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Vice Admiral William S. Sims, Commander, United States Naval Forces Operating in European Waters, to Admiral William S. Benson, Chief of Naval Operations

Opnav Washington,                       Jan. 4, 1918 MJK

CS        COS1          2669

18 D.                   

2669.     Personal for Admiral Benson.  First Lord informs me King2 enquired as to decision concerning my appointment honorary member Admiralty Board. This honorary membership would in no sense change my present position but would permit my attending all meetings at which important matters are discussed. I would of course have no voice and decisions would not interfere with our freedom of action. The personal message sent upon suggestion Sir Eric Geddes who believes appointment would not only result in increased efficiency of cooperation but would have good effect.3


Source Note: Cy, DLC-MSS, William S. Sims Papers, Box 49.

Footnote 1: “COS” and “CS” both refer to Sims’ chief of staff, Capt. Nathan C. Twining.

Footnote 2: British King George V; and First Lord of the Admiralty, Sir Eric Geddes.

Footnote 3: Secretary of the Navy Josephus Daniels ordered Sims to refuse the posting, and any further awards from foreign government. Sims later complained that being forced to turn down honoraria from Allied governments was an “embarrassment to him,” Naval Investigation, 2645. Sims wrote to his wife:

I think I wrote to you that the British government proposed that they appoint an honorary member of the Board of the Admiralty- This was cabled home while [William S.] Benson was here and the answer came back that the President declined it. The cable did not state that I could be appointed only by the King, and not the King had agreed to appoint me Both Col. [Edward] House and Benson thought best to let the matter rest until there returned home, and the First Lord, Sir Eric Geddes, was so informed. When I returned from Queenstown, Sir Eric sent for me and suggested that I telegraph personally to Benson and state that the King had enquired of Sir Eric as to whether an answer had been received and to state that it was still considered desirable. This I did a few days ago—3 days—but no answer has been received yet. They want me (Sir Eric does) to be a member of the Board so that I will be in touch with everything—and possible for such influence as I might assert. He also thinks that it would have a good effect both here and at home. It appears that many British officers are in favor of it. . . .No foreigner has ever been a member of the Board, so it would be quite a distinguished honor. It seems curious that the President should decline such a distinction offer to one of his officers. We have no idea what his reasons were for declining. DLC-MSS, William S. Sims Papers, Box 9.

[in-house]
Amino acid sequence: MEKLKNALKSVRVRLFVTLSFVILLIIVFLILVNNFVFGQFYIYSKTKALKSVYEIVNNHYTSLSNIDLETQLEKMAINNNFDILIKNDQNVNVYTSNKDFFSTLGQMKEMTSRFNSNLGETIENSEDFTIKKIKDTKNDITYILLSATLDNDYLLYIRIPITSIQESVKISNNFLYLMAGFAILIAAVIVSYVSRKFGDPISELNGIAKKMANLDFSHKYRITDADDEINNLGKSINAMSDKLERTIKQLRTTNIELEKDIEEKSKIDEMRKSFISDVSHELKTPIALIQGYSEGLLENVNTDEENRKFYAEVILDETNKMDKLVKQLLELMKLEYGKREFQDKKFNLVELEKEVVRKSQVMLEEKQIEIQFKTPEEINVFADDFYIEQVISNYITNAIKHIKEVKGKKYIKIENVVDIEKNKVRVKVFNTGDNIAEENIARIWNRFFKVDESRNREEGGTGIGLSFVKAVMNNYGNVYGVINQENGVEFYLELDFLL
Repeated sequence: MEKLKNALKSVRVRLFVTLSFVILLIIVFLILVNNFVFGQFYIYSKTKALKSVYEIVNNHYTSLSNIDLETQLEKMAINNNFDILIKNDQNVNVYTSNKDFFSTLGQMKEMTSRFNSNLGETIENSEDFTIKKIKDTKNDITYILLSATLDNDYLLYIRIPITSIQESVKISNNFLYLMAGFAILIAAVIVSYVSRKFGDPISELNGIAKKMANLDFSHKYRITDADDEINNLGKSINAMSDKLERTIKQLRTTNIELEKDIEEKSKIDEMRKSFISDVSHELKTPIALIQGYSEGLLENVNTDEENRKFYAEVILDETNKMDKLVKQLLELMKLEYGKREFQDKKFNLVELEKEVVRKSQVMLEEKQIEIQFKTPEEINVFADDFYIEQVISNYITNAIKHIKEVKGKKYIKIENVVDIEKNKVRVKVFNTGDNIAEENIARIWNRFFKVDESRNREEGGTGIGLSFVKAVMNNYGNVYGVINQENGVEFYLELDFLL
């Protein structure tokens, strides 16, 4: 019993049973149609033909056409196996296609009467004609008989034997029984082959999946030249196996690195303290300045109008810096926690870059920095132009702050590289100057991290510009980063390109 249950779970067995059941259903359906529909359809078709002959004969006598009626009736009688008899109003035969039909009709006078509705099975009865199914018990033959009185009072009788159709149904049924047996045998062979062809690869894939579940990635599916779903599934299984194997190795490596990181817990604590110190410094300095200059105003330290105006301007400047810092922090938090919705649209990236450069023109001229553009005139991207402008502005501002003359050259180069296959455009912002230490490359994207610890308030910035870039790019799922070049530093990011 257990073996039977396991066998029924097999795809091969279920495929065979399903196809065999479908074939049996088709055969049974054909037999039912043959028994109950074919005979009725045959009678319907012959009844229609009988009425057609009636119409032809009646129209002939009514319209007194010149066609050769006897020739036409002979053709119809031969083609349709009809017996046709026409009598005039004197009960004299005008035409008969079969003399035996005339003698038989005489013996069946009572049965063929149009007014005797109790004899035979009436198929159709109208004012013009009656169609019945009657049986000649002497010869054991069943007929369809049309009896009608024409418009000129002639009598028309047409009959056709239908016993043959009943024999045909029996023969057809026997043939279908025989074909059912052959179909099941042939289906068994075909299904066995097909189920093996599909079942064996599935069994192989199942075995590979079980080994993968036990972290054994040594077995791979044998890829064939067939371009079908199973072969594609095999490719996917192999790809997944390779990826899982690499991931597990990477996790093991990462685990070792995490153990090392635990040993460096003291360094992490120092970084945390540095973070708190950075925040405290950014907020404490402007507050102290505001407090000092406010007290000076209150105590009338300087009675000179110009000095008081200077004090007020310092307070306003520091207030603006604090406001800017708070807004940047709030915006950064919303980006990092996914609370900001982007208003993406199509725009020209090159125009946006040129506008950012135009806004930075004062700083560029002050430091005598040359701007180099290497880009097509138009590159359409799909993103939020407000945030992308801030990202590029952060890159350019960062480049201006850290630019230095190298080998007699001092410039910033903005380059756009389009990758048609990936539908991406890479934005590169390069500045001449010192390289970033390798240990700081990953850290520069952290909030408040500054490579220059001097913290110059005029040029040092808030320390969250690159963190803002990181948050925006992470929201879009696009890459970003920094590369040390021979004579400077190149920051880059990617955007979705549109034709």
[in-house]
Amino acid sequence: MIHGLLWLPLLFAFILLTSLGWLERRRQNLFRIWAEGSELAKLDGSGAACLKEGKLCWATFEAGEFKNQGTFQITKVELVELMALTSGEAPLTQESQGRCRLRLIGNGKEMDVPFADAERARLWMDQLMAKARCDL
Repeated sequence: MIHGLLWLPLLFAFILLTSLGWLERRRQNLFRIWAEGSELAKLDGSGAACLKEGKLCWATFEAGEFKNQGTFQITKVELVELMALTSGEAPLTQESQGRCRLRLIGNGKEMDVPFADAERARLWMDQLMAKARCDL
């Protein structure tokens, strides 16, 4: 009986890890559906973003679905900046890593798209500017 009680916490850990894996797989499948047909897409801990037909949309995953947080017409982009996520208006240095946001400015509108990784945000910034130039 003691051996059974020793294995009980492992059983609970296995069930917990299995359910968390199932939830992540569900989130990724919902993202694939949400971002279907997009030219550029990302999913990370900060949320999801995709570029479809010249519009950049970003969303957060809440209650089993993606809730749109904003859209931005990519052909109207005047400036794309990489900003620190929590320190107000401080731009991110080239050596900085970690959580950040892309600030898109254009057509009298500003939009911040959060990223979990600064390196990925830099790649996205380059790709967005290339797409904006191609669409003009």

Also, see: Benson to Sims, 8 January 1918.

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